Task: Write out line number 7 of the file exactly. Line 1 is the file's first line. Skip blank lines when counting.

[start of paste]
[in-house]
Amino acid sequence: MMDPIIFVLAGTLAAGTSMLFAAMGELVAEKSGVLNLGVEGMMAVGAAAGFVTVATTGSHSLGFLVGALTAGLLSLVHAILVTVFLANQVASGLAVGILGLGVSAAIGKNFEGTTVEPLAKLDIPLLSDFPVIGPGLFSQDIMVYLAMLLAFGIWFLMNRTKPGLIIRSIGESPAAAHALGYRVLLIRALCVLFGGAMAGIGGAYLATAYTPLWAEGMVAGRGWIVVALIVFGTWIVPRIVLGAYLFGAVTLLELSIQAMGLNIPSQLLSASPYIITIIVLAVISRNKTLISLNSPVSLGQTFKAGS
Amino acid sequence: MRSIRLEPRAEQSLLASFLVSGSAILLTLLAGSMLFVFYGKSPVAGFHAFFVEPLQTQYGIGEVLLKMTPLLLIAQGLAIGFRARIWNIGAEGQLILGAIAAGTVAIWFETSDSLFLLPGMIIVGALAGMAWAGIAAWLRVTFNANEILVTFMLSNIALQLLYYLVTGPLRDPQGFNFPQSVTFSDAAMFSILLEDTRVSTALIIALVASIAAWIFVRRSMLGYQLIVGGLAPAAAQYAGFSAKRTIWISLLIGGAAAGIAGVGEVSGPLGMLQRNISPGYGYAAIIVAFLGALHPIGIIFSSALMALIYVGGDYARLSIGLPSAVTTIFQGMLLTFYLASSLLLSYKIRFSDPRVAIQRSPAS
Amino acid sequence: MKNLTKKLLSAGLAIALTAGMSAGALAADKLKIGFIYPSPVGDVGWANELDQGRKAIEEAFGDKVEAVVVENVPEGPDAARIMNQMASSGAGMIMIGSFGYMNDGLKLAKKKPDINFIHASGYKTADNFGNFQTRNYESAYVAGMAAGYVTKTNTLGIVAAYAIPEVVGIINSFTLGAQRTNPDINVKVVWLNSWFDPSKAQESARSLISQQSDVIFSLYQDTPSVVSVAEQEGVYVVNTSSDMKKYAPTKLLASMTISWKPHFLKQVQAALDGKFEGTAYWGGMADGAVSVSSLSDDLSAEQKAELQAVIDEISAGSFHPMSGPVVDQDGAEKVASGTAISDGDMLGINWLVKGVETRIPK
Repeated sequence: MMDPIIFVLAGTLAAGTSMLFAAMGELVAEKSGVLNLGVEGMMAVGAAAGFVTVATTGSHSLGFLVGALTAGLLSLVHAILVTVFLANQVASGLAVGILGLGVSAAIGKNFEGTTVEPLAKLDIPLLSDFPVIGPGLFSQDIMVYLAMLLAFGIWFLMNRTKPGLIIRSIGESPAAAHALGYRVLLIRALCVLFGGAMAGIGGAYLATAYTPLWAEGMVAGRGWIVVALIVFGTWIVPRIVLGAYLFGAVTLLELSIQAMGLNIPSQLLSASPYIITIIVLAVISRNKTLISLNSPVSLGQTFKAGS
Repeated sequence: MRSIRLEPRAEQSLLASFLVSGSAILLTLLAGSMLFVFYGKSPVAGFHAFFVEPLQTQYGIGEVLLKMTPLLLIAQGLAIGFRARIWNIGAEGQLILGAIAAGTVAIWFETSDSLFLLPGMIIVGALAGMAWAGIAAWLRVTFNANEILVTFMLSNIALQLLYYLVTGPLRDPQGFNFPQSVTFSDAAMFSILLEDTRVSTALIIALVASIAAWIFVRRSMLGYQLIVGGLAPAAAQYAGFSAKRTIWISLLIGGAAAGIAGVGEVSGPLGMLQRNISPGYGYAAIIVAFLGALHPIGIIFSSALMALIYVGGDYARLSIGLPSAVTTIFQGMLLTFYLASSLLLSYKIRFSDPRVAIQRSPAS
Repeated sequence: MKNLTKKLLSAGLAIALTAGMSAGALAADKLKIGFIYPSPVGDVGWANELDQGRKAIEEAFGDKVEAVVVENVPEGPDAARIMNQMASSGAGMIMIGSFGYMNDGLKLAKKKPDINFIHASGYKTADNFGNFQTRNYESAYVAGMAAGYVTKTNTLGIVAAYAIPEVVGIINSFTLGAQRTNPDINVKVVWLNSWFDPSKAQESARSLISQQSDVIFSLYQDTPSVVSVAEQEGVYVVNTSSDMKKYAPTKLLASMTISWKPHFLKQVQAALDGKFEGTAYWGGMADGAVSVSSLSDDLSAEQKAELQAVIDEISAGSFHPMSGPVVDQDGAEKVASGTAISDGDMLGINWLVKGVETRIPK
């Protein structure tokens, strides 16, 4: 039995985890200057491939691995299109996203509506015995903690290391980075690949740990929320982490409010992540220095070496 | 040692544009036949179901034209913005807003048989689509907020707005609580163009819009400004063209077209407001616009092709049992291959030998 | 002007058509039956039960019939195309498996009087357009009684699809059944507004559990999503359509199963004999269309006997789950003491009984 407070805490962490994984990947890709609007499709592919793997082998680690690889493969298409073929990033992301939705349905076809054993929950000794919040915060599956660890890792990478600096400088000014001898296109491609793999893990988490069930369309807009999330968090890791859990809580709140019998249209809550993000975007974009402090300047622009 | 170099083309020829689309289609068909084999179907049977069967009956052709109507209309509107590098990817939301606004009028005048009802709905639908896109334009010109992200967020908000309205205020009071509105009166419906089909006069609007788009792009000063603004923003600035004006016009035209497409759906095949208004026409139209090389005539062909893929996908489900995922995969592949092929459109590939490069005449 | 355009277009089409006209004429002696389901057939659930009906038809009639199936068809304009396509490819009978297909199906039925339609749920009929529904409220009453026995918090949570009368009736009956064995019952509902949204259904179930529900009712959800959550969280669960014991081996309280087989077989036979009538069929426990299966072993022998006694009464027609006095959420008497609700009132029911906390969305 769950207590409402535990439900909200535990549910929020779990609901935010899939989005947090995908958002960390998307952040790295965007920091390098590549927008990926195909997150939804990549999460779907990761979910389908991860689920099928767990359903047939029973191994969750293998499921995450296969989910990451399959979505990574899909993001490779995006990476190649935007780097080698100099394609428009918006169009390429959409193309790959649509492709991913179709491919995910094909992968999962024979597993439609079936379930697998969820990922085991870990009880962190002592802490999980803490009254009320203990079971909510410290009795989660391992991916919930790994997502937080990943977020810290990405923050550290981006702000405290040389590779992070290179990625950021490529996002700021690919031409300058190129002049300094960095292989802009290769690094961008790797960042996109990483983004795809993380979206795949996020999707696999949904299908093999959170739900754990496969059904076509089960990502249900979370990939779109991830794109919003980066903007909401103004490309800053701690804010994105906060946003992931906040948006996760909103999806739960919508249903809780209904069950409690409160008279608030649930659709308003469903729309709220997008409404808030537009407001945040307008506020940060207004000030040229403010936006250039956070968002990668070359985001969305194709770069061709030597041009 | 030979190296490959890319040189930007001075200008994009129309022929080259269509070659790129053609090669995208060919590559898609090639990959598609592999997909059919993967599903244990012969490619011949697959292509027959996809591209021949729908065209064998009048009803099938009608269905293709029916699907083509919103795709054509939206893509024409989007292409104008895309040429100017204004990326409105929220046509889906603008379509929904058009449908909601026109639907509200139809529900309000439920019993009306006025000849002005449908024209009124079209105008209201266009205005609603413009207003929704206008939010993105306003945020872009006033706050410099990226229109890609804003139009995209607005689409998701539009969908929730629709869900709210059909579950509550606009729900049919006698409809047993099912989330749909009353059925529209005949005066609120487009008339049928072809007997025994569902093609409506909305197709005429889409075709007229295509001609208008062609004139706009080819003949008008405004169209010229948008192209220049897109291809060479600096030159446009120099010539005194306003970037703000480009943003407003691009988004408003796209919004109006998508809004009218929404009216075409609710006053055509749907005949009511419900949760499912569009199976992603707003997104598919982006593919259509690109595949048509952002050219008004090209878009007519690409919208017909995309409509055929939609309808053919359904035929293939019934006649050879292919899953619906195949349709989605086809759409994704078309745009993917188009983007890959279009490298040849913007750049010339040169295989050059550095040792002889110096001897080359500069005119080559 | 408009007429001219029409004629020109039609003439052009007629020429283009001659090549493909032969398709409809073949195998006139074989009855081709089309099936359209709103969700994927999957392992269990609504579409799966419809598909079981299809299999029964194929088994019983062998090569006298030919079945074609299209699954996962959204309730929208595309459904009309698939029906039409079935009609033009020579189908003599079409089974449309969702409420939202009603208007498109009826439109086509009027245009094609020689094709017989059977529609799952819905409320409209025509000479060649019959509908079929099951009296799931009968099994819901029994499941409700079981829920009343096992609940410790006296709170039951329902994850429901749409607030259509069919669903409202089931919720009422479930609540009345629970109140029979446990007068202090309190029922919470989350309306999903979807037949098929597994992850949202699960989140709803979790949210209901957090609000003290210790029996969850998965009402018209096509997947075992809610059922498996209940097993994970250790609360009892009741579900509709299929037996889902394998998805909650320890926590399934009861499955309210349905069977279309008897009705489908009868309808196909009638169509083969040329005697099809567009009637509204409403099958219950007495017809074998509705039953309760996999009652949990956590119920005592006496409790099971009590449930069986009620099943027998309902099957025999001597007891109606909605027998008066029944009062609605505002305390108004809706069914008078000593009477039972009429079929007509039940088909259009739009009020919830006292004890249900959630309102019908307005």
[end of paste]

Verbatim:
Repeated sequence: MKNLTKKLLSAGLAIALTAGMSAGALAADKLKIGFIYPSPVGDVGWANELDQGRKAIEEAFGDKVEAVVVENVPEGPDAARIMNQMASSGAGMIMIGSFGYMNDGLKLAKKKPDINFIHASGYKTADNFGNFQTRNYESAYVAGMAAGYVTKTNTLGIVAAYAIPEVVGIINSFTLGAQRTNPDINVKVVWLNSWFDPSKAQESARSLISQQSDVIFSLYQDTPSVVSVAEQEGVYVVNTSSDMKKYAPTKLLASMTISWKPHFLKQVQAALDGKFEGTAYWGGMADGAVSVSSLSDDLSAEQKAELQAVIDEISAGSFHPMSGPVVDQDGAEKVASGTAISDGDMLGINWLVKGVETRIPK